February Reading

These are the books I read in February (with some comments):

Ongoing projects:

  • Leo Tolstoy, War and Peace
    138 pages, my quota for February. Still enjoying it.
  • Robert Burton, The Anatomy of Melancholy
    Ca. 35 pages – didn’t have as much time to read in February. It’s still interesting and I’ll keep on. Will try to read a bit more than that in March.


  • Ted Hughes, Collected Poems
    Still find this one challenging and read but a few poems.
  • Helen Gardner (ed.) The New Oxford Book of English Verse
    I read the first 29 poems in this anthology. I’ve owned it since my days at university but have only read a few poems here and there. I thought it might be a good idea to do poetry reading with this book – it gives an overview of the development of poetry since Chaucer. I particularly liked the poem “Philip Sparrow” by John Skelton. It’s about the death of a pet sparrow, and how the funeral is organized with a flock of different birds taking the roles of the officiants. Here’s an excerpt:

    When I remember again
    How my Philip was slain,
    Never half the pain
    Was between you twain,
    Pyramus and Thisbe,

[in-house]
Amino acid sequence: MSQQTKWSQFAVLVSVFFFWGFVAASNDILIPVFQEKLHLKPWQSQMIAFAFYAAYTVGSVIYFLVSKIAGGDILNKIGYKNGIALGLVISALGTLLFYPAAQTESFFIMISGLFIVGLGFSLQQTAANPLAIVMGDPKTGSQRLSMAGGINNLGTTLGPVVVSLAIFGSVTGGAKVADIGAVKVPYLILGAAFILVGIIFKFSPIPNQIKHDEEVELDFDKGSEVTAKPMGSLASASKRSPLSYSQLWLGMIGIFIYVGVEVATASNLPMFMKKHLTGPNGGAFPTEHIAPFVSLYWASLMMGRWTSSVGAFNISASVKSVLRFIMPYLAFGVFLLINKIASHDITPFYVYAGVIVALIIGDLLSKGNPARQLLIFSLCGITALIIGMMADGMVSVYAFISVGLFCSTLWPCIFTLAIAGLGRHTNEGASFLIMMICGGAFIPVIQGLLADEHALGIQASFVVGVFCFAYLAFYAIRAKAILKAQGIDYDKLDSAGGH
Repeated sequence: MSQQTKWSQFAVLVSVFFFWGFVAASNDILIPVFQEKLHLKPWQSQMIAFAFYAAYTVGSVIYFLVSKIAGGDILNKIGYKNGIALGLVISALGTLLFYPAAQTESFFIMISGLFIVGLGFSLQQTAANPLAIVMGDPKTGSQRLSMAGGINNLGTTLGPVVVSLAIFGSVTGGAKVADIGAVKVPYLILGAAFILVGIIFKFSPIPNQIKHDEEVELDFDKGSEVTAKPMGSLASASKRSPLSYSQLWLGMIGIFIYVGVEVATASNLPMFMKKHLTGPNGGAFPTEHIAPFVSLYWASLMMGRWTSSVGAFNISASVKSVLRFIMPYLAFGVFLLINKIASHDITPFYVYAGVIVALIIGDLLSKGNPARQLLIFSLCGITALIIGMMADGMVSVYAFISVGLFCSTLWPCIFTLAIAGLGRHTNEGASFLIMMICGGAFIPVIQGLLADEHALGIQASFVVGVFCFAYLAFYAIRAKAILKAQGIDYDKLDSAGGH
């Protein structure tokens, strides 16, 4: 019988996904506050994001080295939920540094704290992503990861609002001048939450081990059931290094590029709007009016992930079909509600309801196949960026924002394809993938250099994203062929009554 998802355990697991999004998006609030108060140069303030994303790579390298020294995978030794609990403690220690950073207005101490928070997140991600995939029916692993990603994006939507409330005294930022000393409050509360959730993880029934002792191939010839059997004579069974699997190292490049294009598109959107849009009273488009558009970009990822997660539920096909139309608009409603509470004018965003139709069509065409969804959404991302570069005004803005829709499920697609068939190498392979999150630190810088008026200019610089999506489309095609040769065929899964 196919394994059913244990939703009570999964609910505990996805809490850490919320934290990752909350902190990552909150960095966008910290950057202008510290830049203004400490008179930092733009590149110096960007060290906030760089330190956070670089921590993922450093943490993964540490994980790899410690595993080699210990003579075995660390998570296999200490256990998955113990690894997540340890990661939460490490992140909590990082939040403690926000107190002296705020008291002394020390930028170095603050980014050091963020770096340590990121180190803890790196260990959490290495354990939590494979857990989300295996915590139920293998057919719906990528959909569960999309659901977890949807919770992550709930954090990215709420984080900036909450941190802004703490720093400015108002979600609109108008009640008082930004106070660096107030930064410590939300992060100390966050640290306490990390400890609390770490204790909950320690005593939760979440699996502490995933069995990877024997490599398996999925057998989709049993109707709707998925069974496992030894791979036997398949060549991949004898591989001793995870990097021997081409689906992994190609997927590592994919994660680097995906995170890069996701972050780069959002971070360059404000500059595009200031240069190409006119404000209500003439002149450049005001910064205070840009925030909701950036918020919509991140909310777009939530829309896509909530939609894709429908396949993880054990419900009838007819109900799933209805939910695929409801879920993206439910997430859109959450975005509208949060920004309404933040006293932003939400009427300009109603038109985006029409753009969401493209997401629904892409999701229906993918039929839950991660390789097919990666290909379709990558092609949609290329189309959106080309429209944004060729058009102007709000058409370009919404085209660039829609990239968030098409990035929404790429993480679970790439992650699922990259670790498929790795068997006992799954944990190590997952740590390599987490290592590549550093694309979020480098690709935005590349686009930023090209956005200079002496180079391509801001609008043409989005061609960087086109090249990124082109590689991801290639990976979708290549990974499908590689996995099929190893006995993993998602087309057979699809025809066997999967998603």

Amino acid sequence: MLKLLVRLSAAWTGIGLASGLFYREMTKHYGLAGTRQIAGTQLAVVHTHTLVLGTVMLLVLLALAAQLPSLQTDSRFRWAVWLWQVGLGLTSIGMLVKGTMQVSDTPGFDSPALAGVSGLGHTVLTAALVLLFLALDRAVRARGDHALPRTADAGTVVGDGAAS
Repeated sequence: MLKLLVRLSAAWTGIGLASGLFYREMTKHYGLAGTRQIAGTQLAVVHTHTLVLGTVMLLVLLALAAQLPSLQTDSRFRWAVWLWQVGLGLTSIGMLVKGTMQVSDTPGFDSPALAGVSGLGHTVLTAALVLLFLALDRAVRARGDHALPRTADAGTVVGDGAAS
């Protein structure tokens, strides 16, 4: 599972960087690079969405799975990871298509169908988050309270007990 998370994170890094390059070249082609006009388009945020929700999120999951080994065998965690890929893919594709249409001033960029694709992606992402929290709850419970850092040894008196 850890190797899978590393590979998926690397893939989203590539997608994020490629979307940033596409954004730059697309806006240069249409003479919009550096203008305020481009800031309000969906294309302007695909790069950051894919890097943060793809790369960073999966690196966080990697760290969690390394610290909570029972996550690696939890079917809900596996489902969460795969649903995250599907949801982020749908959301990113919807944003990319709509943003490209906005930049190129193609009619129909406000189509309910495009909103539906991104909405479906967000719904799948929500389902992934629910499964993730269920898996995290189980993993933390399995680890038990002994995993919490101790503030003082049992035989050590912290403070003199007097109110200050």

As then befell to me,
    I wept and I wailed,
    The teares down hailed,
    But nothing it availed
    To call Philip again
    Whom Gib, our cat, hath slain.

Short stories:

  • Ramona Asubel, A Guide to Being Born: Stories
  • Laurie R. King and Leslie S. Klinger (eds), A Study in Sherlock: Stories Inspired by the Holmes Canon
  • Christine Lucas, Fates and Furies
    I’ll write a separate post with some details about the stories I liked best.


  • Jon Kabat-Zinn, Meditation Is Not What You Think: Mindfulness and Why It Is So Important. Coming to Our Senses Part I
    I find Kabat-Zinn’s works on meditation to be interesting and helpful for my meditation practice. I plan to read the whole series. I can also warmly recommend Full Catastrophe Living (about MBSR mindfulness-based stress reduction) which I read a couple of years ago.

Graphic novel:

  • Nora Krug, Belonging: A German Reckons with History and Home
    This is an excellent memoir-type graphic novel where Krug explores her family’s and home town’s involvement with the Nazi regime. As a German, I can relate particularly well to this story. It should be interesting for anyone who wants to learn about what it’s like to live with that kind of family history.


  • Charles Dickens, The Pickwick Papers
    Loved it, rather to my surprise. I’d expected it to be boring. I’ll write a separate post about it.
  • Toni Morrison, The Bluest Eye and Sula
    I enjoyed both novels very much (they were both rereads, but I hadn’t read them for a long time). I’m in the middle of writing a separate post about Sula and I’ve already written one about The Bluest Eye. Be warned, both reviews contain spoilers!

No vacation in February and it was a short month. So, I didn’t manage to read as much as I did in January, but I did manage to meet my monthly reading goal, although it was a near thing.

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